Most people don’t give too much thought to their outer property, i.e. their garden – front and back – any alleyway access and garden sheds, forgetting that in sheds for example there can be a lot of expensive possessions, such as power tools, golf clubs, pushbikes and even motorbikes. If you are unfortunate enough to be the victim of burglary, then the safety net of house insurance is some comfort; that doesn’t mean you’ll particularly relish the thought of having to claim on it however, considering your premiums and phone bill will rise as a result. With this in mind, it’s worth taking some simple precautions to deter thefts, some of which are recommended by the police:
- An alarm that is designed specifically for sheds, which usually operate via a key fob or keypad on the unit itself.
- Any tools or equipment that belong in the shed such as lawnmowers, trimmers, garden shears etc., should always be put back after they’ve been used, especially after dark. Ladders in particular should be locked away, due to their propensity for use by burglars to reach upstairs windows in residential areas.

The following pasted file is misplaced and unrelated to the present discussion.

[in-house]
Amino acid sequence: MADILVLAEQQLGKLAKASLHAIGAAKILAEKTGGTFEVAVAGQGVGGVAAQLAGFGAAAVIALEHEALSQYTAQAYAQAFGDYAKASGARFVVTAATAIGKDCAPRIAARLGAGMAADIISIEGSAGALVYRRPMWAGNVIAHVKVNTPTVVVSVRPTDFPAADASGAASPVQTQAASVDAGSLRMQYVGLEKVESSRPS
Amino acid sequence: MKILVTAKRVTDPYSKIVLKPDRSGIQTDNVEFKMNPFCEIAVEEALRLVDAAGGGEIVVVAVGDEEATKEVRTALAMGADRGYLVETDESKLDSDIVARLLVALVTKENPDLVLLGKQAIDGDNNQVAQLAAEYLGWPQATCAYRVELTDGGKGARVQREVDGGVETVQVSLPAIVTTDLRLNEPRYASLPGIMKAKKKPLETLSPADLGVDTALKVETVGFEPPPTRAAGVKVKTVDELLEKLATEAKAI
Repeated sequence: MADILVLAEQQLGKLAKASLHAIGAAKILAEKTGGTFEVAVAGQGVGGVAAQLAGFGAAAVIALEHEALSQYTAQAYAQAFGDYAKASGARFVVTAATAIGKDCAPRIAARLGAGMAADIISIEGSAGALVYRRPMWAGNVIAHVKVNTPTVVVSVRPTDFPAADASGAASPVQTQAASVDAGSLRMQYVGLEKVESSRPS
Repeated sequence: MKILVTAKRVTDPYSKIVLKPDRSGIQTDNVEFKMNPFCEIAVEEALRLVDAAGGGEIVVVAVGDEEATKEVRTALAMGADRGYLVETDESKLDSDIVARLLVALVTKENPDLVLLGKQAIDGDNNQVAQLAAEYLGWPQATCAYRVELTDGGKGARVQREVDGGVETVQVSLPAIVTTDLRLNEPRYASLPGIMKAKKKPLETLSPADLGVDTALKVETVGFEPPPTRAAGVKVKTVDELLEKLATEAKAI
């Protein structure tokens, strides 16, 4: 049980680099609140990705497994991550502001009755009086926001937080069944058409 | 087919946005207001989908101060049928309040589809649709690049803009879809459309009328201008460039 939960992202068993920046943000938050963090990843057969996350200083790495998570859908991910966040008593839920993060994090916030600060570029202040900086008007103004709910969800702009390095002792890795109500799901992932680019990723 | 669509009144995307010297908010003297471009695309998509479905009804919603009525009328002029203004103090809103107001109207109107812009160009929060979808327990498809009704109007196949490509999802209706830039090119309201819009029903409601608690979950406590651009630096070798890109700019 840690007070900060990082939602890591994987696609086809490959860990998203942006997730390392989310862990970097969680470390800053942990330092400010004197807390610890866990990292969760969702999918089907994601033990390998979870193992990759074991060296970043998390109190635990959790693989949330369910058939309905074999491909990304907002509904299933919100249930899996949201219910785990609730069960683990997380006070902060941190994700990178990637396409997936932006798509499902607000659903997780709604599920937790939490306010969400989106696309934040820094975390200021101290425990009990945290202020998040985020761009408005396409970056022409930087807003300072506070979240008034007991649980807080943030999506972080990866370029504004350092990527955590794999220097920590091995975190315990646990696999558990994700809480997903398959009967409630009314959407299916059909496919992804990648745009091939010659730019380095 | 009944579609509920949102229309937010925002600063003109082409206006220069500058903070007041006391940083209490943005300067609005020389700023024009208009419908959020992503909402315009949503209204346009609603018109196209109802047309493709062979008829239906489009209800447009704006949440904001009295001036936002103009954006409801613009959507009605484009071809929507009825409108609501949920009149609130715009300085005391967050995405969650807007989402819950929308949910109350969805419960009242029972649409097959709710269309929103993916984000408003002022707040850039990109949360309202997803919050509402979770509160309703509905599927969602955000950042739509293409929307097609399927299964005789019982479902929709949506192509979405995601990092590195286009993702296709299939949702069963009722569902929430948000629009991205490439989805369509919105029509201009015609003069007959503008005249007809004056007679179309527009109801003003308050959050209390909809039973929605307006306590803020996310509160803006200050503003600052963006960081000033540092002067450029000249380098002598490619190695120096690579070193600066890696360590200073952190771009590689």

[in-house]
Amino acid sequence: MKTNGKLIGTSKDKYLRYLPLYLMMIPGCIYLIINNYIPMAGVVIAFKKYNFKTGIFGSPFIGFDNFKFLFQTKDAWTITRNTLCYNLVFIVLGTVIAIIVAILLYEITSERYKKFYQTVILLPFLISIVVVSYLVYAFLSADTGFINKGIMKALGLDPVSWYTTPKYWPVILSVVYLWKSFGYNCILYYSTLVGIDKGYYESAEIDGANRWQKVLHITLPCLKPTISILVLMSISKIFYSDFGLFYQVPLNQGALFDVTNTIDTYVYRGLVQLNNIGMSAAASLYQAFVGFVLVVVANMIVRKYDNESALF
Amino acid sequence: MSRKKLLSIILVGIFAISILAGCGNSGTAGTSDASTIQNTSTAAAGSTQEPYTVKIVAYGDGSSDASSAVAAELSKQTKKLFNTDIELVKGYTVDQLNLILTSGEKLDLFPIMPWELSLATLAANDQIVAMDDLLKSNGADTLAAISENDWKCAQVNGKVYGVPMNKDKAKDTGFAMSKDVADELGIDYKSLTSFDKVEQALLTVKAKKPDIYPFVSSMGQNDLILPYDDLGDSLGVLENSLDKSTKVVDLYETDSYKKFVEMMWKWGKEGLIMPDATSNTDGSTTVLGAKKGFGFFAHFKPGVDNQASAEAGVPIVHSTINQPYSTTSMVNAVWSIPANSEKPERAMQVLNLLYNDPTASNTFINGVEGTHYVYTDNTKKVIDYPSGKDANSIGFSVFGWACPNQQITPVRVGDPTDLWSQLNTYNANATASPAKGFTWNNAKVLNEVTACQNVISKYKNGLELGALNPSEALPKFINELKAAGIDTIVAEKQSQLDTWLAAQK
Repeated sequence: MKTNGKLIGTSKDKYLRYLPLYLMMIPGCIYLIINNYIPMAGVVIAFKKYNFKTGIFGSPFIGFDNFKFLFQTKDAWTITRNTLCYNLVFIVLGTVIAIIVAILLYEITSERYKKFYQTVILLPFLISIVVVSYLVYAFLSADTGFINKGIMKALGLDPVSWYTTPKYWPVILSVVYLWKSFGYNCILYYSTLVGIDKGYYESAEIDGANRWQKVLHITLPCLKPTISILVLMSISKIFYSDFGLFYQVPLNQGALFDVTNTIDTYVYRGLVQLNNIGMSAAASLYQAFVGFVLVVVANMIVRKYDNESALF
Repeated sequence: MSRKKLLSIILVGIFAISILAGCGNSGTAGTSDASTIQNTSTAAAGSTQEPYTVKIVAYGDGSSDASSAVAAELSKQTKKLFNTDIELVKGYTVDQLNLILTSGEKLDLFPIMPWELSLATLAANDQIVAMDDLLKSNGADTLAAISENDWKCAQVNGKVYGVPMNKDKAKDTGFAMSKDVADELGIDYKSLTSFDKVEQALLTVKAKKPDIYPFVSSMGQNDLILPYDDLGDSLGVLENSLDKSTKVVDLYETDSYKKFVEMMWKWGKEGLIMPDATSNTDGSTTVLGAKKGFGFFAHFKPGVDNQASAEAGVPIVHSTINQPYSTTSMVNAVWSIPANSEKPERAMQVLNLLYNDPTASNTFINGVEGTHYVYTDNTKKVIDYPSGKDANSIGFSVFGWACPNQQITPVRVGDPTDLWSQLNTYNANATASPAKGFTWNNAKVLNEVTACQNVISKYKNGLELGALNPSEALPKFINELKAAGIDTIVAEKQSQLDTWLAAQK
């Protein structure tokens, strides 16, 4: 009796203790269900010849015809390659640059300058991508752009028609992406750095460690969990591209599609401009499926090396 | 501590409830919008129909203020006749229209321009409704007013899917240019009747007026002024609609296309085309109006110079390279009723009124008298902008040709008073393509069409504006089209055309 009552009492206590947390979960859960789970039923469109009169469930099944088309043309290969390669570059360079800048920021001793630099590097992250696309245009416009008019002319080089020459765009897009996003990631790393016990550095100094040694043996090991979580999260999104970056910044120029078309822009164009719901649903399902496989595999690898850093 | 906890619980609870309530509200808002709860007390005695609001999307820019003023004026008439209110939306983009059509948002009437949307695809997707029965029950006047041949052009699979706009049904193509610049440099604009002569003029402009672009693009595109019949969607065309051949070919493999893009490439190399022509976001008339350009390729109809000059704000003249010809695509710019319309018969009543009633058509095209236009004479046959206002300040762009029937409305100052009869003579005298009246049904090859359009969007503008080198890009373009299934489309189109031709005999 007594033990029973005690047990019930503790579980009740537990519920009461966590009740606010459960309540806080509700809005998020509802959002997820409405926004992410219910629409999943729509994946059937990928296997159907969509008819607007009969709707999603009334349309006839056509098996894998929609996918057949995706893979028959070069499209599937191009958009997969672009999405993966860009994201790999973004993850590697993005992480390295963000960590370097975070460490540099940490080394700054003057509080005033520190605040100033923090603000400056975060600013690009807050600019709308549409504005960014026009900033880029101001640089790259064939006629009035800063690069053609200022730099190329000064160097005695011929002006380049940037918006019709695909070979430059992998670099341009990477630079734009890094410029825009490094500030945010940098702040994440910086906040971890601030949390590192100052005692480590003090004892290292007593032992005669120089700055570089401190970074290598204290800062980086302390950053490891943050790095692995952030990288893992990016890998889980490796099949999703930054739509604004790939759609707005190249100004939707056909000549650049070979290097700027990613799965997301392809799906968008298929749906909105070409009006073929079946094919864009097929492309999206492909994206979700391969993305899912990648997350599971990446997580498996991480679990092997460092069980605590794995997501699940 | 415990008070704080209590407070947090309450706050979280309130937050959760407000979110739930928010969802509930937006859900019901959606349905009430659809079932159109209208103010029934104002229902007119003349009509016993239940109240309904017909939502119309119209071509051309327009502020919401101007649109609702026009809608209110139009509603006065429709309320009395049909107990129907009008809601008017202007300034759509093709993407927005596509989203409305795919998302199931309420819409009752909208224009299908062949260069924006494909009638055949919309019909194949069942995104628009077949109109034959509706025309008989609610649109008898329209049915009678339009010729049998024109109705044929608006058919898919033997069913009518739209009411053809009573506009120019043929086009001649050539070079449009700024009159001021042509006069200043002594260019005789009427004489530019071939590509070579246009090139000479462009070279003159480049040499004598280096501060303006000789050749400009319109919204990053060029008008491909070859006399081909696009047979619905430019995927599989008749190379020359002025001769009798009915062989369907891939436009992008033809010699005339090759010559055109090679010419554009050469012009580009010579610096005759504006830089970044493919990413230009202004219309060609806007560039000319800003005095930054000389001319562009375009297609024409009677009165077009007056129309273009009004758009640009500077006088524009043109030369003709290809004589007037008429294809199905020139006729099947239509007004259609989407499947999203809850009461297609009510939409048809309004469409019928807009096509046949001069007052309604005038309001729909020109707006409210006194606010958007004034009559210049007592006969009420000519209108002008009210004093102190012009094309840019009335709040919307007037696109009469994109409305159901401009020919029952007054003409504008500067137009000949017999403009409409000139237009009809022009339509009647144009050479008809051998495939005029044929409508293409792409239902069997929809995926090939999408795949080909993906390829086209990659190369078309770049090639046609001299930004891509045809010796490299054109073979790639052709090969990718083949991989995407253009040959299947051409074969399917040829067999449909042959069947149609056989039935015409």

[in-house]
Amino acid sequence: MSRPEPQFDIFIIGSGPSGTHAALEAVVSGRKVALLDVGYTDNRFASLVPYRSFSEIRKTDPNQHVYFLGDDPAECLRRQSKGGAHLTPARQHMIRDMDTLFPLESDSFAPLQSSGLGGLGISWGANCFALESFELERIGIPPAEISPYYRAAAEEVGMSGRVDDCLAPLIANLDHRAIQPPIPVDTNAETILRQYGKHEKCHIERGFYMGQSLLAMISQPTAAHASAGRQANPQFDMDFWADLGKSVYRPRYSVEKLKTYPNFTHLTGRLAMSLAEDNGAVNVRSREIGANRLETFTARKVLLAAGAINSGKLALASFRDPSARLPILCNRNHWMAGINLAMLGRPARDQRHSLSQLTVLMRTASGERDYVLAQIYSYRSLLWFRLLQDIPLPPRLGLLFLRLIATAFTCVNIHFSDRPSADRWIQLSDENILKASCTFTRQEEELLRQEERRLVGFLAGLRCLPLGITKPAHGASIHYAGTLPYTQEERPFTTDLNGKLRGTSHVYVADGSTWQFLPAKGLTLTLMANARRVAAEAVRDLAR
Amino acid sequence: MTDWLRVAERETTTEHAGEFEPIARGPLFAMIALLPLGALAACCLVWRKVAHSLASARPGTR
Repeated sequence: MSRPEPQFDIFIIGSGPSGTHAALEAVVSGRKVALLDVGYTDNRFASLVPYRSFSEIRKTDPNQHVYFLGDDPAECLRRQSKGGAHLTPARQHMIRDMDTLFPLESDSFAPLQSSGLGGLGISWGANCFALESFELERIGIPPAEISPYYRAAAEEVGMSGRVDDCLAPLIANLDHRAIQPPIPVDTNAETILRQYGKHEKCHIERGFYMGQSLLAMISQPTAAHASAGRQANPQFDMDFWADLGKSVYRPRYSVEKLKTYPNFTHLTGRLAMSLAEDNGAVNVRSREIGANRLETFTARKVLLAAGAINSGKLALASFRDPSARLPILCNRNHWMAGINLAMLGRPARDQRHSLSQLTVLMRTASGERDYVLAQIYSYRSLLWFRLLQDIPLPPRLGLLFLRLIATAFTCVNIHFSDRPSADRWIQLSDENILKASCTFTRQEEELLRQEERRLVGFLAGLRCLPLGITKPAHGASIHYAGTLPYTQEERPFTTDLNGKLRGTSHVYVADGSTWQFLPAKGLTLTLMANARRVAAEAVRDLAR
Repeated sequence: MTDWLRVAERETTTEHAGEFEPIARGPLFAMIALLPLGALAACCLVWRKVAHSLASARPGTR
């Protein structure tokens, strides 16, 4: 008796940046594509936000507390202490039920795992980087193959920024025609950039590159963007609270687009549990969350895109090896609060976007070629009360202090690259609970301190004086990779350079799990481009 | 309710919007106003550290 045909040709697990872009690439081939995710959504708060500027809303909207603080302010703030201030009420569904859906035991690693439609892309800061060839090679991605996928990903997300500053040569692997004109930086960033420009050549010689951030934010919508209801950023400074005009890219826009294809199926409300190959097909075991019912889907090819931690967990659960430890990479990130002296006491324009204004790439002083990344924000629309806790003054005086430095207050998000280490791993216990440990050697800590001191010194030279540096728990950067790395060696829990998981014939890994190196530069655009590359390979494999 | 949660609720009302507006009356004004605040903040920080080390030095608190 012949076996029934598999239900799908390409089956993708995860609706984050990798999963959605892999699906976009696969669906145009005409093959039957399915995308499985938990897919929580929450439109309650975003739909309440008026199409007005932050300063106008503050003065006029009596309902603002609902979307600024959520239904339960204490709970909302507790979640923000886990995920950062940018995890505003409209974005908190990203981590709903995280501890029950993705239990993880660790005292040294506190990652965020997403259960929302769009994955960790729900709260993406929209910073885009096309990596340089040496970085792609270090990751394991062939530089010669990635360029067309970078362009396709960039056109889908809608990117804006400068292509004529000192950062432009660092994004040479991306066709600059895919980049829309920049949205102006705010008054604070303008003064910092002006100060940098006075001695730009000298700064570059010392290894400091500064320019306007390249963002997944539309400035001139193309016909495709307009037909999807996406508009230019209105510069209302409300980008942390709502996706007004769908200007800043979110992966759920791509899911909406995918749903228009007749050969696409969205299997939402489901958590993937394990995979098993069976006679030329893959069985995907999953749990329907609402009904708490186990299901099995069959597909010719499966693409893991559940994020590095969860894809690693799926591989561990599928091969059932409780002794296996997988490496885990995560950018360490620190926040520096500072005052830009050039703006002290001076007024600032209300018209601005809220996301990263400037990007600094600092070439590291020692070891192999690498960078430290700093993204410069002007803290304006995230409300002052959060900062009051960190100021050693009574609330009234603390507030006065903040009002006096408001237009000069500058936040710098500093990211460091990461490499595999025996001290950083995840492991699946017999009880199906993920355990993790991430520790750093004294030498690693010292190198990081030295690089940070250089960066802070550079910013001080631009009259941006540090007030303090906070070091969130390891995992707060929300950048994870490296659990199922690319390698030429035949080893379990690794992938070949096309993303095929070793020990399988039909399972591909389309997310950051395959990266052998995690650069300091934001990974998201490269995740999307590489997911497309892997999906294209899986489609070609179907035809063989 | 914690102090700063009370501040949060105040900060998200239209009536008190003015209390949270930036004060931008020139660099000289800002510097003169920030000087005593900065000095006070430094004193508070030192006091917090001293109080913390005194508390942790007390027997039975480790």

- Bigger items in the shed, such as again lawnmowers, push bikes or heavy power tools, should be joined together with a chain and padlocked to make them more difficult to escape with.
- After the shed has seen any use, double check it is locked before locking the outer doors of the house itself.
Sheds are susceptible to break-ins for many reasons, such as screws which are uncovered, rusty or non-security, old wood that is easily removed sometimes in entire sections, and hasps that also don’t have covered screws.
Where possible, incorporating high hedgerows and solid walls around the property will make it difficult for thieves to take items away from the garden, and using gravel on driveways acts as a natural alarm.